In the wake of the U.S. Government's new focus on healthy foods comes a study finding that students who saw pictures of vegetables asked for more of them.
Several hundred students at an elementary school in Minnesota participated in a two-day study in 2011, in which on the second day, their school lunch trays had taped to them photographs of the carrots and green beans that were on the lunch plates. The study found that on that second day (the first day was business as usual), the students asked for more vegetables while going through the lunch line. Seeing the photos on their lunch trays encouraged them to ask for more vegetables.
Asking for more vegetables didn't necessarily translate into eating more vegetables, however. The study found that the amount of green beans eaten was no different on either day and the amount of carrots eaten was higher on the first day, when lunch trays contained no photographs of vegetables.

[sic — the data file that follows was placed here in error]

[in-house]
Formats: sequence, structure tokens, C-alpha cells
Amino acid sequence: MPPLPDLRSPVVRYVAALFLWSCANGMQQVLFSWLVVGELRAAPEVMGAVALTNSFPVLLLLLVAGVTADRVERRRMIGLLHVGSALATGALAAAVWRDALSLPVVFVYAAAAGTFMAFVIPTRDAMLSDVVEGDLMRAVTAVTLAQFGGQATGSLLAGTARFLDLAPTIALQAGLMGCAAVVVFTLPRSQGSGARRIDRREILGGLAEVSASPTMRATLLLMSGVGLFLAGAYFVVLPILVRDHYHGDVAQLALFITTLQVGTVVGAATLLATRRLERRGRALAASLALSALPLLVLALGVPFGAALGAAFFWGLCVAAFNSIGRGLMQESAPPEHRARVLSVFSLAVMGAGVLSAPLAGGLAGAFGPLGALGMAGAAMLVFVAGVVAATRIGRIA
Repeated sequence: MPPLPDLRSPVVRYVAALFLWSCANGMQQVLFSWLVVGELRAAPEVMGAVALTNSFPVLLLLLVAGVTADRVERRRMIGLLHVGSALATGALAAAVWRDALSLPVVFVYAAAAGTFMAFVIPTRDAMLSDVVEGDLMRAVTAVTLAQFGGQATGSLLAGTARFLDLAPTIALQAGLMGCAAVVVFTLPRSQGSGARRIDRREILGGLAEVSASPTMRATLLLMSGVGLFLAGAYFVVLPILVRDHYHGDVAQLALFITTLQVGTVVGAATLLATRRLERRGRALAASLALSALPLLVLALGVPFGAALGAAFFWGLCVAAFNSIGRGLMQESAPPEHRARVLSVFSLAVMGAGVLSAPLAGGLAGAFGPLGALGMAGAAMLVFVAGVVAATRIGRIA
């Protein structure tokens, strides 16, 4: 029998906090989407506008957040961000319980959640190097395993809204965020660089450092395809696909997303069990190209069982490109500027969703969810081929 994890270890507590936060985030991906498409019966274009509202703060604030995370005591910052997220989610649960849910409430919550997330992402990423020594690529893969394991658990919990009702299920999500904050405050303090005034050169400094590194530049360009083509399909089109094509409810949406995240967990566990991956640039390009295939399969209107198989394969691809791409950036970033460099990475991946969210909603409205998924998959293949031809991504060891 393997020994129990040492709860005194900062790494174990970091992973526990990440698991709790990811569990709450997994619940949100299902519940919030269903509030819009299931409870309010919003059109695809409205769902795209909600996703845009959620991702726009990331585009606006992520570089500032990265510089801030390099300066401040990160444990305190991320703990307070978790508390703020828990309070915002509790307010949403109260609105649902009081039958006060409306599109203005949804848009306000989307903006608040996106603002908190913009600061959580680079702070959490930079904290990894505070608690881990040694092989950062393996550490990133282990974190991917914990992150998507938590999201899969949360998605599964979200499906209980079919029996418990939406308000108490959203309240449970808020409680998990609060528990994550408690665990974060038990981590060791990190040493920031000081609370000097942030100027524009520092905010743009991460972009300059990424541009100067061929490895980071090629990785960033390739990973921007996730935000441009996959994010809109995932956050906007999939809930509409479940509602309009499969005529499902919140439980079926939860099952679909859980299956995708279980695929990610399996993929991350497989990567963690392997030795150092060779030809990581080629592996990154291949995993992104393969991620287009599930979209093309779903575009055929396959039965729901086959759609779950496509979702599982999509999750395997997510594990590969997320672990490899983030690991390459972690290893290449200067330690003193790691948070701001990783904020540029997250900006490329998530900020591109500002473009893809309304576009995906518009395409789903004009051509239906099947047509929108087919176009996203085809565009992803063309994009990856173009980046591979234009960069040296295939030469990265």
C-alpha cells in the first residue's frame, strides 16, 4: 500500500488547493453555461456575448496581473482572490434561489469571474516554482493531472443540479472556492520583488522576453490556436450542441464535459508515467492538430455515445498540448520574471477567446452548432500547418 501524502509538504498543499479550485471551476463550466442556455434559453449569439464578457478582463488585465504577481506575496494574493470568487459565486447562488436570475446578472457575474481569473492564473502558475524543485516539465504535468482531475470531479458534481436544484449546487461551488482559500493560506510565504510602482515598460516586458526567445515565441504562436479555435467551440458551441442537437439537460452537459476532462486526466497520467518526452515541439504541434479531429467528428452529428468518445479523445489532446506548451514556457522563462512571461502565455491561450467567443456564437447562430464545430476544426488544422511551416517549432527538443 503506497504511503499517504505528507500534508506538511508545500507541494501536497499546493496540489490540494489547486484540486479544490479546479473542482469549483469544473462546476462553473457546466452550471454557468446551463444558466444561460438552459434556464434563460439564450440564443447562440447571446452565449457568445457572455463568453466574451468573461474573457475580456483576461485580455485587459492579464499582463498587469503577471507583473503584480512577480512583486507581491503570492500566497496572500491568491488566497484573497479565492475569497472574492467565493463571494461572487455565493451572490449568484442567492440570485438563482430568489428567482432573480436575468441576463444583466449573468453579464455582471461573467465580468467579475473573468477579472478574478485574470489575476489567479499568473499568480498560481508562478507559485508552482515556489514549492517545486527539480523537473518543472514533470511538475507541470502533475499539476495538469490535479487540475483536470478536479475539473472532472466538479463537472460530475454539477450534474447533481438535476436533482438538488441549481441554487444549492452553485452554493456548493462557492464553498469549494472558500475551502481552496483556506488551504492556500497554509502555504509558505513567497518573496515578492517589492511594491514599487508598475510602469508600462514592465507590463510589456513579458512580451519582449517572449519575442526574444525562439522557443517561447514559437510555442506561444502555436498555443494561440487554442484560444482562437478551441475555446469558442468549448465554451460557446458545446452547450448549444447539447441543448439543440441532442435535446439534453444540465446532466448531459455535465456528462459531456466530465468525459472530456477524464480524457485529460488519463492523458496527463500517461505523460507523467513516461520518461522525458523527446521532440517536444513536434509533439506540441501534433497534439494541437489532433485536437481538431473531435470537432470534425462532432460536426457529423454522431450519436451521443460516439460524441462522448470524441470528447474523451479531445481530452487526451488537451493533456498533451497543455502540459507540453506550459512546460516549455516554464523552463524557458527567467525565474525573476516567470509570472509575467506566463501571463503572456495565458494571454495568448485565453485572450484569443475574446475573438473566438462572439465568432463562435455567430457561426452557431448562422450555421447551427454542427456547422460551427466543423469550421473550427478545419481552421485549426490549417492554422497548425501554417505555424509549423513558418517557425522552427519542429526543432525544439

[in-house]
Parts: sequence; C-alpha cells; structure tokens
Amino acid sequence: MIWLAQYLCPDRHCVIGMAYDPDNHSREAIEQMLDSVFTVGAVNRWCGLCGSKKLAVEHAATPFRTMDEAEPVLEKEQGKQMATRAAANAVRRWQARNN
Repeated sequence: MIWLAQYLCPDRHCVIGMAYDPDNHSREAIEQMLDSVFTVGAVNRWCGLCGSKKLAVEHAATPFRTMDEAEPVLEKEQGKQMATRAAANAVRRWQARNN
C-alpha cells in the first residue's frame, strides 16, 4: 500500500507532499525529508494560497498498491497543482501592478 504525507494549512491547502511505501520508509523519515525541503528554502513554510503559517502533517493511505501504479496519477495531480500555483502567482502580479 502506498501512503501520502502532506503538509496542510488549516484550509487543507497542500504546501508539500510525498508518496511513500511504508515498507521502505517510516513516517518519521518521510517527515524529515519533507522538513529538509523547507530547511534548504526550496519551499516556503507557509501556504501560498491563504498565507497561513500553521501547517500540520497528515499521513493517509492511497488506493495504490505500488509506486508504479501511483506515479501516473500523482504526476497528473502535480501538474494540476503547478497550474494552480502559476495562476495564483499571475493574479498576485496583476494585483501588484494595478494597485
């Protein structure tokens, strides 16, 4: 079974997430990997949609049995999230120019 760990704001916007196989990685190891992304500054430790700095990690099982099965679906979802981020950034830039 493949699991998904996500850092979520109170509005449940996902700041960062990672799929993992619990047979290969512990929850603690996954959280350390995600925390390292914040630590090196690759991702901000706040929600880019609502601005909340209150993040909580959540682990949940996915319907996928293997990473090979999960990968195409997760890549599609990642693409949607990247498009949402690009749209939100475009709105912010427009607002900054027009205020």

Still, the more students who ask for vegetables, the more students will eventually eat vegetables, especially if the students are encouraged by their parents and teachers and by political leaders. The new federal standards are part of First Lady Michelle Obama's Let's Move! program, which began in earnest in 2011 with MyPlate, a revision of the traditional Food Pyramid.